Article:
Excerpted from Capitalizing China Copyright © 2013 by National Bureau of Economic Research. Excerpted by permission of The University of Chicago Press. All rights reserved. No part of this excerpt may be reproduced or reprinted without permission in writing from the publisher.
Excerpts are provided by Dial-A-Book Inc. solely for the personal use of visitors to this web site.
Table of ContentsAcknowledgments Translating Market Socialism with Chinese Characteristics into Sustained Prosperity
Joseph P. H. Fan, Randall Morck, and Bernard Yeung
I. Financial System and Its Governance
1. The Governance of China's Finance
Comment: Zheng Song 2. China’s Financial System: Opportunities and Challenges
Franklin Allen, Jun “QJ” Qian, Chenying Zhang, and Mengxin Zhao
Comment: Chenggang Xu
II. Governance of Stock Markets
3. Assessing China's Top-Down Securities Markets
William T. Allen and Han Shen
Comment: Qiao Liu 4. Institutions and Information Environment of Chinese Listed Firms
Joseph D. Piotroski and T. J. Wong
Comment: Li Jin
III. Capital Accumulation
5. Why Are Saving Rates So High in China?
Dennis Tao Yang, Junsen Zhang, and Shaojie Zhou
Comment: Leslie Young 6. The Chinese Corporate Savings Puzzle: A Firm-Level Cross-Country Perspective
Tamim Bayoumi, Hui Tong, and Shang-Jin Wei
Comment: Ning Zhu
IV. Public Finance
7. Financial Strategies for Nation Building
Comment: Jiahua Che 8. Provincial and Local Governments in China: Fiscal Institutions and Government Behavior
Roger H. Gordon and Wei Li
Comment: Zhigang Li
Contributors Author Index Subject Index
Most Helpful Customer Reviews
Lol Glimmer turnee them into trees! Fluttershy would be jeslous since she said shed like to be a tree in one of the episodes! Whos Crystals dad? Is it Spike? I really do hope so.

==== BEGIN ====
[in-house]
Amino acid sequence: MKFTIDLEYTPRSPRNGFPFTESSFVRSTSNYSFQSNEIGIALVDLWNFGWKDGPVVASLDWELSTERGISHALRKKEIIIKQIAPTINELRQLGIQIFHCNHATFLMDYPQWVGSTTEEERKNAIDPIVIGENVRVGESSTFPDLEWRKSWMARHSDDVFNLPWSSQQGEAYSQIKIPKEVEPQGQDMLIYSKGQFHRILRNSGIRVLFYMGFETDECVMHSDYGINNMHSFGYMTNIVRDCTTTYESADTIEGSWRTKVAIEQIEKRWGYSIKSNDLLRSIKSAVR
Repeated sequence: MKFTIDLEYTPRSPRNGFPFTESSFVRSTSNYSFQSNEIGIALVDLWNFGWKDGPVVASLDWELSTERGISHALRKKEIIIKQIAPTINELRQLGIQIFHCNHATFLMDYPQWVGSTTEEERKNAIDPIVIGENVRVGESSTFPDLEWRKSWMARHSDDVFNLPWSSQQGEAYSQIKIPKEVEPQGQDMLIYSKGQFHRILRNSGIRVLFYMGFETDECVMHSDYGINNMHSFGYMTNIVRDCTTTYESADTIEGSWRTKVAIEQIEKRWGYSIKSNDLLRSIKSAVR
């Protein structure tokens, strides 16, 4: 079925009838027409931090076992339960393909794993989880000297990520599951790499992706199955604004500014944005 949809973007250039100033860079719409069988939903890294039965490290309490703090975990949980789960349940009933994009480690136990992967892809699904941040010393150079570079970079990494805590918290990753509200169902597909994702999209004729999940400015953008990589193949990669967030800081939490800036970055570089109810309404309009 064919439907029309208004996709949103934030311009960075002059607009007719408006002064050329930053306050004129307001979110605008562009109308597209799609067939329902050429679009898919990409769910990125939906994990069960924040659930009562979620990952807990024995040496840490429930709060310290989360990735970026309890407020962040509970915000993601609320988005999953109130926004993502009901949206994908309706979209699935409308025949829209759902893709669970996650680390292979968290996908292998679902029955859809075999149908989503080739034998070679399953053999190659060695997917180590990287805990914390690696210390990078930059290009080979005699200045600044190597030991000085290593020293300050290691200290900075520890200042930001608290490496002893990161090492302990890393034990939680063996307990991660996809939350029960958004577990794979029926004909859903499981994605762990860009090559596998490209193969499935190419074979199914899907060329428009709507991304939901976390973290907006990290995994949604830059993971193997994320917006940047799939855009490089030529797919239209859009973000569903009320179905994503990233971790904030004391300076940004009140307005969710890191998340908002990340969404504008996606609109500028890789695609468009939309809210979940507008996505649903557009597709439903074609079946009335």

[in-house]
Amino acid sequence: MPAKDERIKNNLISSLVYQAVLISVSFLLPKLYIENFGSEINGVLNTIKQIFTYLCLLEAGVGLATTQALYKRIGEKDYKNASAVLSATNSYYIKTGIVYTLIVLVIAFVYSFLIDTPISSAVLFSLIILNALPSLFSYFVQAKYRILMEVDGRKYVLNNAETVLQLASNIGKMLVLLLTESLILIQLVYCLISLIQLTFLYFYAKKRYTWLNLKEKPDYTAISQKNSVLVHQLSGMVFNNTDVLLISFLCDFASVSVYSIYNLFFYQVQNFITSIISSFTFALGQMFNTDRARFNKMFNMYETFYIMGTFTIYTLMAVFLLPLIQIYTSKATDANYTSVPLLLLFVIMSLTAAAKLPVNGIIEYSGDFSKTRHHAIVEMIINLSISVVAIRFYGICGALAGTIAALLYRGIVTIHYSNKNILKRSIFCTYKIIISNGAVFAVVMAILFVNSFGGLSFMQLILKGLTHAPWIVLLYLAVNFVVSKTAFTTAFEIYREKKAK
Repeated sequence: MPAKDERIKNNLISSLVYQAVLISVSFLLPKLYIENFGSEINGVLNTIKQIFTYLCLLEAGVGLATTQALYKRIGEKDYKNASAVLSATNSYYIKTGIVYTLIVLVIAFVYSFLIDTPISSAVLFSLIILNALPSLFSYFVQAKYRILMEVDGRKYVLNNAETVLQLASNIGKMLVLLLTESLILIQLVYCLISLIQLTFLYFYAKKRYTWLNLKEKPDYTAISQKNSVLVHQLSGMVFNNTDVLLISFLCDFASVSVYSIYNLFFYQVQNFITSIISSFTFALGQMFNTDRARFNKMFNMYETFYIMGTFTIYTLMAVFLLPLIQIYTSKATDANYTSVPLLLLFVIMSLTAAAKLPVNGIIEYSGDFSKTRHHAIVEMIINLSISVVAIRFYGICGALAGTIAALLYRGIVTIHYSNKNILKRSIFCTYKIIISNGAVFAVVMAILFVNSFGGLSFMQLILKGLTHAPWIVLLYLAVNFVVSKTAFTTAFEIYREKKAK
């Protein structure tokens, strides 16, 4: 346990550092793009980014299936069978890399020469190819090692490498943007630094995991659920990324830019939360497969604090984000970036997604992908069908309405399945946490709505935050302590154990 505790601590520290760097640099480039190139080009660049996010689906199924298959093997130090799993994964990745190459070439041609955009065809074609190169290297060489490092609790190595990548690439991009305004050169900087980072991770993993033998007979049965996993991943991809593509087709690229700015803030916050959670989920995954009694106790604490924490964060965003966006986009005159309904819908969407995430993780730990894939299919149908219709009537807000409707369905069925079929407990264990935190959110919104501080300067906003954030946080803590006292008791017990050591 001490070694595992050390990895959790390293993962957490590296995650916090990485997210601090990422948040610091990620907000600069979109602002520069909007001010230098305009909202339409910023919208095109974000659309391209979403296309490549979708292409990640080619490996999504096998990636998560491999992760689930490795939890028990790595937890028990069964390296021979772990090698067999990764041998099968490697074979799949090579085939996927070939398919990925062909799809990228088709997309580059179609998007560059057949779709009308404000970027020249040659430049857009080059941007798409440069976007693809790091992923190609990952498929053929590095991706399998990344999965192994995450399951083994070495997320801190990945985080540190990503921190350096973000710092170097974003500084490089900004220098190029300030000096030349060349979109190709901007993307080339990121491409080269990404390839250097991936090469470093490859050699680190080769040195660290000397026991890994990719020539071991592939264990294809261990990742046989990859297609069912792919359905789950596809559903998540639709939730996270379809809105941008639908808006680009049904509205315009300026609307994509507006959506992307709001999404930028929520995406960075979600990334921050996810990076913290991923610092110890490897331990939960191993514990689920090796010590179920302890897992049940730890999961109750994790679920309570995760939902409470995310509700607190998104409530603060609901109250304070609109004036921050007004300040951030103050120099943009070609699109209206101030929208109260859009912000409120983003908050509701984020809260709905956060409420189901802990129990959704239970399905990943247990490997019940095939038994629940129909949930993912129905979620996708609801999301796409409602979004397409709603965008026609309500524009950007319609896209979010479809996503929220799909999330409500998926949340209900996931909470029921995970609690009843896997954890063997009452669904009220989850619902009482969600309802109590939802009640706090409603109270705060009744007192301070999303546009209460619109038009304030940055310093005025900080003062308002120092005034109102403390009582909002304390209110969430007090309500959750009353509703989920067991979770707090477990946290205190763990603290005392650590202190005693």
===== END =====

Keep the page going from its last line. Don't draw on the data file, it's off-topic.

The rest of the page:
Northern Spark leapt over Meadow Lark, then Crystal, Apple Harvest, Buttercream, and finally, Glimmer Wave. <br> "I made it!" She exclaimed. "Show us what you've got, Meadow Lark!" <br> "Sure!" Meadow Lark replied. She hopped over Crystal with a bit of an effort, but she did better jumping over Apple Harvest, Buttercream, and Glimmer Wave. When she jumped over Northern Spark, she flitted her wings, to no avail, and tumbled onto the grass. <br> "Are you okay?" Buttercream asked from her place in the line. Meadow Lark stood and dusted herself off. <br> "Couldn't be better!" She replied cheerily. <br> "Then it's my turn," Crystal announced. She twirled over the fillies in front of her like a professional ballerina. Finally, she landed in front of Meadow Lark. Rarity, Twilight, Pinkie Pie, Meadow Lark, Buttercream, Glimmer Wave, and Apple Harvest clapped. Northern Spark was unimpressed. <br> Apple Harvest did hoof-springs like a true rodeo pony. <br> Buttercream's turn was over in a snap. She easily bounced over every pony, including the parents. <br> "I love bouncing!" Pinkie cheered. Finally, it was Glimmer Wave's turn. She hopped over Northern Spark, Meadow Lark, Crystal, Apple Harvest, and Buttercream. Everpony cheered as she finished. <br> "Alright girls," Applejack announced. "We're gonna have the picnic now." <br> "I love food!" Buttercream cheered, hopping over to Pinkie Pie. "What are we having?" <br> "Hay Spice Soup," Twilight announced, pouring the steaming soup into twelve bowls. <br> "I love that stuff!" Apple Harvest exclaimed, taking a spoonful. "Aunt Apple Bloom makes it whenever there's a big party. She always lets me lick the pot." Applejack's face went funny. <br> "Do I need to have a word with your Aunt?" She asked suspiciously. Apple Harvest was saved by the arrival of Soarin. <br> "Hi, Dashie," he exclaimed, giving her a quick peck on the cheek and picking up Northern Spark. "How's everything going?" <br> "Great!" Rainbow replied. "We were just about to eat. Spitfire really let you go?" <br> "Fleetfoot convinced her she didn't need me helping with cadet training," Soarin responded, taking a bowl of soup. "With her attitude, she could run Cloudsdale with her eyes closed!" The couple laughed. Crystal scooted closer to Northern Spark. <br> "You're lucky you see your dad a lot," she whispered in the pegasus's ear. "My dad has lots of buisness stuff to do in Baltimare and I haven't seen him in months." <br> "I'm sorry," Northern whispered sympathetically. "Maybe he'll come home soon." Crystal didn't looked convinced. <br> Apple Harvest was the first to finish her soup. <br> "More please!" She thrust the bowl in front of her. <br> "Coming right up," Twilight began pouring sme more, an crie out, "GLIMMER!" The young unicorn's eyes were blazing white. And the next instant, Northern Spark and Crystal were palm trees. <br> "SHE'S HAING A SURGE!"